Malicious Destruction of Property
Massachusetts General Laws chapter 266, §127 prohibits malicious destruction of property. To convict a defendant of this criminal offense, the government has to prove beyond a reasonable doubt that:
- The defendant destroyed or injured another person’s property.
- The defendant did so willfully. “Willful” means intentionally. An accidental act is not a willful act. In order to be willful, a person must intend both the act and the consequences.
- The defendant did so maliciously. “Malicious” means “out of cruelty, hostility or revenge.” In order for an act to be “malicious,” there must be some hostility towards the property owner, though it is not required that the owner’s identity be known to the defendant.
If one is charged with malicious destruction to property over $250, then the government must also prove that the property itself is worth more than $250. In other words, it is not the actual damage caused but the value of the property damaged. Malicious destruction to property over $250 is a felony in Massachusetts.
In addition to malicious destruction of property, General Laws chapter 266, §127 prohibits wanton destruction of property over $250. Destruction of property is “wanton” if done recklessly and with a conscious disregard of substantial harm to people or property. Foresight of or intent to cause the damage is not required, but mere negligence does not amount to “wanton” conduct. To be a “wanton” act, an act must be intentional and not accidental.
Malicious destruction of property over $250 is punishable by:
- Up to ten years in the state prison
- A fine of the greater of $3,000 or three times the value of the damaged property
- Up to 2 ½ years in jail
Malicious Destruction of Property Under $250 is Punishable by:
- A fine of three time the value of the damage to the property
- Up to 2 ½ months imprisonment
Massachusetts Property Crimes Defense Attorney (617) 263 6800
Stephen Neyman is a leading Massachusetts lawyer who has successfully defended countless individuals accused of malicious destruction of property. Attorney Neyman is known for his aggressive approach to defense in all cases. Malicious destruction of property charges can be serious and may affect your future. In order to minimize the impact of such criminal charges, it is wise to contact an experienced criminal lawyer right away.
Stephen Neyman has been defending the criminally accused for more than 20 years. He has the expertise to achieve the best possible result in your malicious destruction of property case. Attorney Neyman is often successful in getting these types of charges dismissed
Law Offices of Stephen Neyman, P.C. (617) 263-6800
To speak with Attorney Stephen Neyman about malicious destruction of property or any other criminal matter, call the Law Offices of Stephen Neyman, P.C. at (617) 263-6800 or contact Attorney Neyman by e-mail. His primary office is located in downtown Boston, and he also has a North Andover office for the convenience of his clients. Attorney Neyman regularly appears in courts all over the state, so do not hesitate to speak with him about a criminal matter in any Massachusetts or federal court.
Lawrence District Court: Charges of Criminal Harassment Dismissed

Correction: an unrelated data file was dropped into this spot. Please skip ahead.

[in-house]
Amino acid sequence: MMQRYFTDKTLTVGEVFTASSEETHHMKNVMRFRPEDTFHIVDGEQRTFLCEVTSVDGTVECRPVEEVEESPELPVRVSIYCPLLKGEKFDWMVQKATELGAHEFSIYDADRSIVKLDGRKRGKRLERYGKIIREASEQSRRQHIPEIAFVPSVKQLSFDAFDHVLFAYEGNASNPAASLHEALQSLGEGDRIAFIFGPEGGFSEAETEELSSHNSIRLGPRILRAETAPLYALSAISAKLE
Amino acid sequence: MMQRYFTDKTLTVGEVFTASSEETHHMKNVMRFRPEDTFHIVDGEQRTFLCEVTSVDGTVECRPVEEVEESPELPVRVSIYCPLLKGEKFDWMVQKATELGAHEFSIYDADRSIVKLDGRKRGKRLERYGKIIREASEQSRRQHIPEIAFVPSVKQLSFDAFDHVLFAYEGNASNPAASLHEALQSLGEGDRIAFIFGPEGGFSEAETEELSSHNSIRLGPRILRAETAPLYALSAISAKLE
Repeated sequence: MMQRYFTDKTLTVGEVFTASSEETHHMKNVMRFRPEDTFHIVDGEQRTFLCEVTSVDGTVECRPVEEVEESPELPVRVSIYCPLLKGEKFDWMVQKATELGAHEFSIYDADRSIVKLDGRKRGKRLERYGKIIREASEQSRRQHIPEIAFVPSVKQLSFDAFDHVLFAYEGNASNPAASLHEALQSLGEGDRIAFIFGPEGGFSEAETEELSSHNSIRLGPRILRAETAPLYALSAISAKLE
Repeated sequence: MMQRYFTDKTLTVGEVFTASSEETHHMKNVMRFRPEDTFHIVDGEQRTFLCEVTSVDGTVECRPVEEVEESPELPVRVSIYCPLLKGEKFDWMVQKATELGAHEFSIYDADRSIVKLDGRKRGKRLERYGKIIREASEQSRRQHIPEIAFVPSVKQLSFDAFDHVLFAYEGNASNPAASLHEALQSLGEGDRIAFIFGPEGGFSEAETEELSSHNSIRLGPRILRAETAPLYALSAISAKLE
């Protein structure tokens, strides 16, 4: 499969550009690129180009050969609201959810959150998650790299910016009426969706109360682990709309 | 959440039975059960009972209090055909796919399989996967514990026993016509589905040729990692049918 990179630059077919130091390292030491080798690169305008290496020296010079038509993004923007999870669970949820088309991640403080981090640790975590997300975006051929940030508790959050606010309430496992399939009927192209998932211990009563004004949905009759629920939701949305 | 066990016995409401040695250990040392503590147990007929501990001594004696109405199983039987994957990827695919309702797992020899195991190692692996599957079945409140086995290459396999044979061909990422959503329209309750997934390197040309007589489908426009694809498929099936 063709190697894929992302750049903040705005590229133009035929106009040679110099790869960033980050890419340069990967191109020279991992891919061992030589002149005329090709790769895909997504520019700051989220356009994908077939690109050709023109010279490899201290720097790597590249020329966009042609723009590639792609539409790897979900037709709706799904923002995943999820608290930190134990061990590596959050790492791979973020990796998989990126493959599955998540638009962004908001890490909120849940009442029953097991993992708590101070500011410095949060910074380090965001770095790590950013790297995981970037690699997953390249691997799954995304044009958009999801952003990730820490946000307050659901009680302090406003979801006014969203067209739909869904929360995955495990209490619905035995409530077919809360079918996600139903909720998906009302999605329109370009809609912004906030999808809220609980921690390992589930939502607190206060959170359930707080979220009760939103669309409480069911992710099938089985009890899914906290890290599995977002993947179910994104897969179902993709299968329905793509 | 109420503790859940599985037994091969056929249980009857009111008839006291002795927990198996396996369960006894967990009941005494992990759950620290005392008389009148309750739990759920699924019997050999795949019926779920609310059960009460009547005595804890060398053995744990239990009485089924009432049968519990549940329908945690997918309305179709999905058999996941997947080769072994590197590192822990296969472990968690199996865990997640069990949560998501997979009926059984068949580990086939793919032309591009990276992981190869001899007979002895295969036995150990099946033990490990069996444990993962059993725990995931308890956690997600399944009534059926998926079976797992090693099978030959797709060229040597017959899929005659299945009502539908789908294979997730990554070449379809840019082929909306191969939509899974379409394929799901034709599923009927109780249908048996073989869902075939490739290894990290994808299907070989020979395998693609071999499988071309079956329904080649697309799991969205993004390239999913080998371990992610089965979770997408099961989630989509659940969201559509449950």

In August of 2015 members of the North Andover, Massachusetts Police Department met with residents of an upscale neighborhood who complained about getting flat tires from roofing nails on their property. Investigators checked the area and found driveways and lawns saturated with these nails. A security videotape was located and on it the police saw a man taking objects from a bag and throwing them on the various lawns and driveways where the nails were found. Some of the victims positively identified the defendant as the person in video. He was charged with criminal harassment, G.L. c. 265 Section 43A and felony malicious destruction to property G.L. c. 266 Section 127. Today, Attorney Neyman was able to get the criminal harassment charges dismissed and the remaining charges were given pretrial probatin or continued without a finding.
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Ayer District Court: General Continuance For Man Charged With Malicious Destruction to Property Case to be Dismissed
Shortly before Christmas 2015 the defendant was driving his car in a parking lot in a suburban Boston strip mall. He was stopped waiting for a car to back up so that he could take over that parking space. A car behind him beeped several times. The defendant took exception to this, got out of his car, and with his elbow broke the rear windshield of the victims automobile. The police were called to the scene. The defendant was charged with malicious destruction to property over $250, a felony in Massachusetts. Today, attorney Neyman was able to get a general continuance for the defendant. All charges will be dismissed out right in December.
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Cambridge District Court: Felony Charge of Malicious Destruction of Property Against College Professor Sealed
In 2001, while attending college in Boston the defendant was charged with malicious destruction to property in violation of Massachusetts General Laws Chapter 266 Section 127. The case was continued without a finding for a year. The defendant successfully completed his probation. He received his college degree and eventually obtained a doctorate degree. The CWOF was accessible to certain perspective employers. Consequently the defendant was not hired for certain positions for which he was otherwise qualified and deemed desirable. He hired Attorney Stephen Neyman to get his record sealed. Within thirty days we were able to get the case sealed.